Strong start to season for gillnetters

For gillnetters in Northern Southeast, the season started off with lots of big, heavy fish and boats from around the region flocking north for a piece of the action.

In the first four weeks of fishing, record number of gillnet boats have fished in the Northern Lynn Canal, the area officially designated 15C. Last week, 240 boats were counted – and that’s up from last year record count of 190 boats for the same week. It also means that according to numbers from the Commercial Fisheries Entry Commission, more than half of the total number of salmon gillnet permits in Southeast are being fished in the Lynn Canal these last two weeks.

But, that’s because there are plenty of fish to catch. A total of 385,000 chum salmon were caught last week by the fleet – an average of about 1,600 fish a boat, a hefty haul for a gillnetter. Alaska Department of Fish and Game commercial fish biologist Randy Bachman says the fish are big.

“The average weight on chum is close to 10 pounds so that’s quite a bit larger than it was last year,” Bachman says.

The chums are hatchery fish from Douglas Island Pink and Chum in Juneau and have become the bulk the salmon harvest for Northern Southeast gillnet fishermen.

While the hatchery chum are the target right now for most fishermen, the wild sockeye runs are not being overlooked. Eight thousand sockeye were recorded caught last week by the commercial fleet in the region. Bachman said the Chilkat sockeye run near Haines is looking strong and the fish wheels are showing some of the highest numbers on record .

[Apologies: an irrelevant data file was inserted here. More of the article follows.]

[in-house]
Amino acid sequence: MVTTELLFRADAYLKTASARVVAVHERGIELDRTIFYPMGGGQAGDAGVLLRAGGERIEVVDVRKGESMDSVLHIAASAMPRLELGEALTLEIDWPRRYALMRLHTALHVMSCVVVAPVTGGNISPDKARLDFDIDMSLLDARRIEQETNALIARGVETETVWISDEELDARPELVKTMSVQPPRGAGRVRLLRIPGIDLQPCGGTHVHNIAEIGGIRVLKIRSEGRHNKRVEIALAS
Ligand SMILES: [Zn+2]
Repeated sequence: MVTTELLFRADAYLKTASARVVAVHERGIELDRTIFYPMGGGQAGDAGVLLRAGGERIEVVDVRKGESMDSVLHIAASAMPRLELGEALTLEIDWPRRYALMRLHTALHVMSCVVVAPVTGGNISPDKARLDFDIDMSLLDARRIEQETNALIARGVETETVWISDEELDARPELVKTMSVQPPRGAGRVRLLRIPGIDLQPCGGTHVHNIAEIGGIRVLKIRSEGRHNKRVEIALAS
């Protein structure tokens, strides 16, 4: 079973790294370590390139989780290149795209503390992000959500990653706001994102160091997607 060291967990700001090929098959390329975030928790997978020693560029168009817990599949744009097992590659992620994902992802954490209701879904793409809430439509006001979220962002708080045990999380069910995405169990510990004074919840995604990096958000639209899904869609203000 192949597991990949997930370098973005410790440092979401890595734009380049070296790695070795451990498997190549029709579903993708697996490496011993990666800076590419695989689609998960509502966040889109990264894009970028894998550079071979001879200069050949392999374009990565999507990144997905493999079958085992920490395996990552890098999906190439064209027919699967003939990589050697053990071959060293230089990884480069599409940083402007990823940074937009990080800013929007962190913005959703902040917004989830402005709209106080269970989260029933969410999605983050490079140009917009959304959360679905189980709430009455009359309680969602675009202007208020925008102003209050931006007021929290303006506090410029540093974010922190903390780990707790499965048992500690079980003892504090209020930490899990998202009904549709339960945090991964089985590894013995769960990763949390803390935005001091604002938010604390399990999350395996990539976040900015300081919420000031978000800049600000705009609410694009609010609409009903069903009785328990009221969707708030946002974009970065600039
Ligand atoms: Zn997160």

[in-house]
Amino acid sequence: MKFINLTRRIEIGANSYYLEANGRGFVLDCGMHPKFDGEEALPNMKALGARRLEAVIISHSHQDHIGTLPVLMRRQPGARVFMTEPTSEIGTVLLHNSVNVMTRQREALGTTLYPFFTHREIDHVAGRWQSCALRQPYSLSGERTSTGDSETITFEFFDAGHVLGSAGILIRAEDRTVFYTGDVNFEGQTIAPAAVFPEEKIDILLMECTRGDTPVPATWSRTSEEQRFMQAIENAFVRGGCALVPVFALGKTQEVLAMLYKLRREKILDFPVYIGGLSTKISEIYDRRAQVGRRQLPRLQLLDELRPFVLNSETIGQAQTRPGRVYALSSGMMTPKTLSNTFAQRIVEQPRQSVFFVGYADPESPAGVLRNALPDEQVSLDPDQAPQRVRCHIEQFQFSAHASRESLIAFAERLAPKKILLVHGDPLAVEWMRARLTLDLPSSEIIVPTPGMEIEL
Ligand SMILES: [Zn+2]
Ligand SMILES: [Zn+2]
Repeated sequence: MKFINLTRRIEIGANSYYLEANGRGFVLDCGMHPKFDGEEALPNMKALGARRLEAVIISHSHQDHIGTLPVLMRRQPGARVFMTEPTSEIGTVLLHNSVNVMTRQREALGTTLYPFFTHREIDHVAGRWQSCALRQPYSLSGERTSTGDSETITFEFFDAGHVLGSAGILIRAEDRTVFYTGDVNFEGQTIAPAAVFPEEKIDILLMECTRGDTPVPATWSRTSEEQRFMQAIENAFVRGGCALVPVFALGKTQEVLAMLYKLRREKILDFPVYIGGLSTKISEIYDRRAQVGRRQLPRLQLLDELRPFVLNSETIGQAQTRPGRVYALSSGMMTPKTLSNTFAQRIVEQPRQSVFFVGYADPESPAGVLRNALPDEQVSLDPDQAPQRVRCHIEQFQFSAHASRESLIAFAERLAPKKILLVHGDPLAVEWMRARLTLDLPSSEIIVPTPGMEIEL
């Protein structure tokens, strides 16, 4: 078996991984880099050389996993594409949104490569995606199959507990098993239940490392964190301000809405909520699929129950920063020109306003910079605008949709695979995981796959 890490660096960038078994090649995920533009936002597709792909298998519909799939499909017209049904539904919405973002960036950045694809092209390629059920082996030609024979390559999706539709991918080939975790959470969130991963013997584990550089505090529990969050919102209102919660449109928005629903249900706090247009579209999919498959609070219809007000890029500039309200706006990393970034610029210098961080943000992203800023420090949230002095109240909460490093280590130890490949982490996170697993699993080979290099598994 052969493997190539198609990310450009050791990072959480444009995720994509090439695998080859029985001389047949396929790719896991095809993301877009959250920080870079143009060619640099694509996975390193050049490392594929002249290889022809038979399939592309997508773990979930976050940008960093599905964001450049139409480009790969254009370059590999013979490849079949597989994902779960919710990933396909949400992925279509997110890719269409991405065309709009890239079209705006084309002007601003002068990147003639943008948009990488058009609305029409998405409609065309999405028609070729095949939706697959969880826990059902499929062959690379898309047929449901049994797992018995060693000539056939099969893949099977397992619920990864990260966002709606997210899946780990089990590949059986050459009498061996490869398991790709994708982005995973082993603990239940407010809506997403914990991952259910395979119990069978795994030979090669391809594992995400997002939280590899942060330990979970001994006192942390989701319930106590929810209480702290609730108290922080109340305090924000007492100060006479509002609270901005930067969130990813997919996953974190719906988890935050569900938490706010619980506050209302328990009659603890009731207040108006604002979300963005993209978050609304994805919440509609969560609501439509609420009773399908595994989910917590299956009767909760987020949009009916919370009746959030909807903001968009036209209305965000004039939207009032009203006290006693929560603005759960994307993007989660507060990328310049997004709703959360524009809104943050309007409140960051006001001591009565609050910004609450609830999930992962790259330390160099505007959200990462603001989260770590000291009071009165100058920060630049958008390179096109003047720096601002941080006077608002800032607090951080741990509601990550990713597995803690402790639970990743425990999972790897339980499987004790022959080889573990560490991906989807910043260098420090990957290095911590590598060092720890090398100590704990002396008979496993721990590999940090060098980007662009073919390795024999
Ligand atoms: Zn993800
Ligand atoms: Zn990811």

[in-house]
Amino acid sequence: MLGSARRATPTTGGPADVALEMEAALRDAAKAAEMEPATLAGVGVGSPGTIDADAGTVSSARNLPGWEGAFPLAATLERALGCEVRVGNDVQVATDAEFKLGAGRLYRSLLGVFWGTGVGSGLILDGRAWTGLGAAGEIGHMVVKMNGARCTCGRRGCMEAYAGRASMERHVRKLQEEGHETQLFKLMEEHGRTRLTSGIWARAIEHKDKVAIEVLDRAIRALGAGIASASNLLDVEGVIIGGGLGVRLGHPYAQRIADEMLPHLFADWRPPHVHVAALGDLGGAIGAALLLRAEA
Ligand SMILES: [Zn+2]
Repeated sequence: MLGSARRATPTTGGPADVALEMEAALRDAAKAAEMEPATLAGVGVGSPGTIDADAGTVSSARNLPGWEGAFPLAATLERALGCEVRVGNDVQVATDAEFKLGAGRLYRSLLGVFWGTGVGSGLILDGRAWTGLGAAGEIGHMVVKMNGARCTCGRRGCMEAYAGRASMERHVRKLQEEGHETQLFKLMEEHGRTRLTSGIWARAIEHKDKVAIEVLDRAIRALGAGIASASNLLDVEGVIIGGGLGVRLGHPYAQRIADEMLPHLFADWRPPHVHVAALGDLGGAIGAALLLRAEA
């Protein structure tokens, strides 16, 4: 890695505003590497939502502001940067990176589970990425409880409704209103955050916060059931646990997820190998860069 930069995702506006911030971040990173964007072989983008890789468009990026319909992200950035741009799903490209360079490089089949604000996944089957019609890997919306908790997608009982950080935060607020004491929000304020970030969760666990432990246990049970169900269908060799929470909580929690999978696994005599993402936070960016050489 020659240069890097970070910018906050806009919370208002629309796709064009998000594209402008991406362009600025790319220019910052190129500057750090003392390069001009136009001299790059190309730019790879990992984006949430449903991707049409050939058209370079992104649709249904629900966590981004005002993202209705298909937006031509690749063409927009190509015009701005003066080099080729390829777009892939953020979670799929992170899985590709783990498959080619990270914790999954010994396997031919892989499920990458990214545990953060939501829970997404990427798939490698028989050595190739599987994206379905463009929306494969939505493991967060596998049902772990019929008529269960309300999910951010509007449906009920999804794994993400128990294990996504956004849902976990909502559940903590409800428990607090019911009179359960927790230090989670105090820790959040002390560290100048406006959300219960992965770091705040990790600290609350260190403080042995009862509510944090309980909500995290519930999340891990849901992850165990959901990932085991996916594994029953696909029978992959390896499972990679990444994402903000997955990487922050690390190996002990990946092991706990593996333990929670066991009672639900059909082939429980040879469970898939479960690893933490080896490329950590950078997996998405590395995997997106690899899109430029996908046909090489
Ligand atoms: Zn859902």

“The Chilkat Lake sockeye early return seems to be extremely strong. We’ve had good showings, good catches in our fish wheels as well as extremely high sonar counts up at Chilkat Lake early this season. It was a strong forecast for a Chilkat Lake return and it’s looking even stronger than that.”

Biologists expected a less successful run for the Chilkoot, also near Haines, but Bachman said, that run is also looking stronger than projected.

“It’s about three times as good compared to where we were this time last year and well above the escapement during the parent year in 2009,” Bachman said.

The sockeye, like the chum, are lunkers, too, said Bachman.

“The sockeye are also very large this year and probably pushing 7-and-a –half, 8 pounds when they’re usually 6 or 6-and-a-half.”

Processors are reportedly paying between 60 and 65 cents a pound for chum and around $1.80 a pound for sockeye. Those prices are about the same as last year.

While early returns seem positive for the gillnet fleet, fishermen aren’t known to be overly optimistic. Texting from the fishing grounds, Captain Norm Hughes writes “When they say it’s opening strong, that’s nice. But I need a whole month of strong to make my season.”

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